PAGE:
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The world’s most popular male model is not only modeling men’s wear but is also modeling women’s wear. He is known for his androgyny, modeling for designers like Marc Jacobs and Jean-Paul Gaultier. Showing off his talent in both the women’s and men’s wear. Andrej is a chameleon of sorts pertaining to his talents. At the young age of only seventeen years old Andrej was trying to get by like every other high school student in Australia. He worked at a local McDonalds to earn some money and on what he thought was a regular day he was discovered by a talent scout that happened to run inside for a quick lunch.
Andrej has the body type to be ideal for both men and women fashion models. The ideal of having the same model for both lines made designers want him as their model. In this interview Juju Chang finds out about his modeling career and where he stood on his sexuality and his gender preference.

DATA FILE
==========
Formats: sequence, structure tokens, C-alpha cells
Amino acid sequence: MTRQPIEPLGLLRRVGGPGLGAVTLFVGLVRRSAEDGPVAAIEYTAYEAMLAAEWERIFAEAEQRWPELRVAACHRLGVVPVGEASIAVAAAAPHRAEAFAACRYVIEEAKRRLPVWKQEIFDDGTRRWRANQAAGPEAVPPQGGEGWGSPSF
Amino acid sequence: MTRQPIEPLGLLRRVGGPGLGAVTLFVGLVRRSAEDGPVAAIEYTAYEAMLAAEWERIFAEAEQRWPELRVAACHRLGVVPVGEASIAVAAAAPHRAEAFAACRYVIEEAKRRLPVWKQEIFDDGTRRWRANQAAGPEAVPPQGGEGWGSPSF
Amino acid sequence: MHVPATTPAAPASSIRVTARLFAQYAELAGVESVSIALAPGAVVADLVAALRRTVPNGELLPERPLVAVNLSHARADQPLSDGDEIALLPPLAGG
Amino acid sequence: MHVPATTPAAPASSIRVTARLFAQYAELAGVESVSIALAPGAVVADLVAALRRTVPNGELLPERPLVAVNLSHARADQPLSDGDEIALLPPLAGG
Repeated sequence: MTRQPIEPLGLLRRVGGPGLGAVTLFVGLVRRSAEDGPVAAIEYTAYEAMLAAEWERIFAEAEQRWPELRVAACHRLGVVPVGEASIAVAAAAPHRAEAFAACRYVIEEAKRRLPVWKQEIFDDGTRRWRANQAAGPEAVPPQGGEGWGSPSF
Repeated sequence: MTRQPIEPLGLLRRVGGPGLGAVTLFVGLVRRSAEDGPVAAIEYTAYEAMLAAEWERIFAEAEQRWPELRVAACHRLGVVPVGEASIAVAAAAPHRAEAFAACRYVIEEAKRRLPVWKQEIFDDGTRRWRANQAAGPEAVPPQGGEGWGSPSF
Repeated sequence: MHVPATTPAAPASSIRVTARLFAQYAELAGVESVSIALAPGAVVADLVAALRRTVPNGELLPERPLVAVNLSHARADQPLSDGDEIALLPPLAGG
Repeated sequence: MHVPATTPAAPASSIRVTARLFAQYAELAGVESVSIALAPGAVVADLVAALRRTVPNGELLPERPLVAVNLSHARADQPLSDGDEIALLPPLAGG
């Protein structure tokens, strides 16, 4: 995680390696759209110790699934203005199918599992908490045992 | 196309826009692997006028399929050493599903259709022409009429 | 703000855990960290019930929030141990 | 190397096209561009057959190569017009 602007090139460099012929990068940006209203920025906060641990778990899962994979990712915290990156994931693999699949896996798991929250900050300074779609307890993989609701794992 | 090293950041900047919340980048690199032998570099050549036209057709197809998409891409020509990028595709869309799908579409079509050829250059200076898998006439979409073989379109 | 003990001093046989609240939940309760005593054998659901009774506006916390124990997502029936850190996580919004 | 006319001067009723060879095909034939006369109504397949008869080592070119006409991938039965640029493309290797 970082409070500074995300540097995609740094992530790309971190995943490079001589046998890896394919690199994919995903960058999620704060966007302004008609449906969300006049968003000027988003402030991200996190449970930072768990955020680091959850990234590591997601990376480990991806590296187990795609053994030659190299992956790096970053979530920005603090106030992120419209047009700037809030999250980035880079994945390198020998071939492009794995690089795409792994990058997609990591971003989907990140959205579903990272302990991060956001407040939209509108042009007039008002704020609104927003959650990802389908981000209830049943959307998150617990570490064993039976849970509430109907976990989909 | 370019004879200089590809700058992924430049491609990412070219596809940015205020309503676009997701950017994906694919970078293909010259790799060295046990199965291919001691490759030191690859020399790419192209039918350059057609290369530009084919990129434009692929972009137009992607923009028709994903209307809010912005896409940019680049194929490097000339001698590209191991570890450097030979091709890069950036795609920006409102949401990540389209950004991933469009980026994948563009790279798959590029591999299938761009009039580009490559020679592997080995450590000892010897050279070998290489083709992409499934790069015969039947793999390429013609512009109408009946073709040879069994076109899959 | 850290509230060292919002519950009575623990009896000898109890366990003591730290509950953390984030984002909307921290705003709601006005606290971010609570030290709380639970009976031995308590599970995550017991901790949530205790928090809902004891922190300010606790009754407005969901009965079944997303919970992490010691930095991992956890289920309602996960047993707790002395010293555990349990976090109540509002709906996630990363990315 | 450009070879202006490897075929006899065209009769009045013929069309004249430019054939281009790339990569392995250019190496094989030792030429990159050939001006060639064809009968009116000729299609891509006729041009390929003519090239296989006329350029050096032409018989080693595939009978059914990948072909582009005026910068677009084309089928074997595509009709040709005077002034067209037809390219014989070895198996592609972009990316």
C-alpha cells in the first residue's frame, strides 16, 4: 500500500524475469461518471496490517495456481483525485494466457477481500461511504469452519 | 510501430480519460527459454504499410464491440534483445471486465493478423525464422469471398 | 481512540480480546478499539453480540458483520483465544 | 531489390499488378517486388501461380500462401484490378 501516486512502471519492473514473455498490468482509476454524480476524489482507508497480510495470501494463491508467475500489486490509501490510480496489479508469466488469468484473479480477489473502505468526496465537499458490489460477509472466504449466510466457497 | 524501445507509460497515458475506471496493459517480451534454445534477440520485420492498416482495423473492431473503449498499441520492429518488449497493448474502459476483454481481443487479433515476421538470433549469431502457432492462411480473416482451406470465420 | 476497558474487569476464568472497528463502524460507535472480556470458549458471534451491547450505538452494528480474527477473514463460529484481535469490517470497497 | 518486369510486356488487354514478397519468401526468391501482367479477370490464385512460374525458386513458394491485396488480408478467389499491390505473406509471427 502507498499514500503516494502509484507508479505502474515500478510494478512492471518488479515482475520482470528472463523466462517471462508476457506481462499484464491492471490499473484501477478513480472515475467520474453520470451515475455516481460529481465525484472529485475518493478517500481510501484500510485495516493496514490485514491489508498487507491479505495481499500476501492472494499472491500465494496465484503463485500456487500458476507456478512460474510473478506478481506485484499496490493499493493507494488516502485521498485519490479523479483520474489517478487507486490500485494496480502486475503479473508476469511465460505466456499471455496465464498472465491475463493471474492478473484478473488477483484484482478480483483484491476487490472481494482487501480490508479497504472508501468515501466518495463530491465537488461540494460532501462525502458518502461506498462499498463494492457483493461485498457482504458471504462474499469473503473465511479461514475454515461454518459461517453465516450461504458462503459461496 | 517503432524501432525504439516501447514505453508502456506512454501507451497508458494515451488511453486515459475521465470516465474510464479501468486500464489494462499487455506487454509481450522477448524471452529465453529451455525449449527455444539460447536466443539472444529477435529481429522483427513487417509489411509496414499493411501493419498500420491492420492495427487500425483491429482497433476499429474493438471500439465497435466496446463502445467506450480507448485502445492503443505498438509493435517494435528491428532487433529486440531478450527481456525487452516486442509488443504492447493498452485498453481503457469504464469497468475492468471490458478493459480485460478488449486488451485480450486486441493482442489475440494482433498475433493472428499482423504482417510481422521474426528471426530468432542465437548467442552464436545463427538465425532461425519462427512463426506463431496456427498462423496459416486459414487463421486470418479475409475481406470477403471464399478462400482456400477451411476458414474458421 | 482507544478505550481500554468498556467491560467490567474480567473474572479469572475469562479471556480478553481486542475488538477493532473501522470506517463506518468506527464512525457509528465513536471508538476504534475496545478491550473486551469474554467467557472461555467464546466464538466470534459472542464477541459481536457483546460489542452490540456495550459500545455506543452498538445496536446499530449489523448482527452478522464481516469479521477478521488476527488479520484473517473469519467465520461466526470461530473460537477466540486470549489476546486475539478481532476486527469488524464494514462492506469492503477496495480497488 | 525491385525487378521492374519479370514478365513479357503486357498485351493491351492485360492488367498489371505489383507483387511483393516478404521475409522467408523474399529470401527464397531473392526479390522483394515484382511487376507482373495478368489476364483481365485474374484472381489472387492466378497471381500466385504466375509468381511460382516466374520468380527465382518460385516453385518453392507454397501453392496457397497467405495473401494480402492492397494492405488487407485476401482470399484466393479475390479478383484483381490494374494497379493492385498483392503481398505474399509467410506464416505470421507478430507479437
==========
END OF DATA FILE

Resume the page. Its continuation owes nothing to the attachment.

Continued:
Andrej Pejic has a unique look and it does not concern me whether he is a man or woman or a transgender. In Juju Chang’s interview, I feel that she is questioning his gender preference more than anything, when she should be interviewing him as a successful model. It is amazing how well Pejic is making a name for himself in the modeling industry and it gives transgenders an opening to the fashion world.
Today, people want are interested in knowing what someone’s sexual preference is and/or their gender, and Pejic is one who does not want to be defined as one or the other, he just wants to be himself. Why do we care wherther some one is a man or woman? Why do we have to know whether they are this and that?
This brings me to thinking about how clothing is segregated into men’s and women’s sections. Is this just mainstream culture that is keeping gender this way? It would be interesting to see more lines that are unisex and play with the ideas of unknown gender.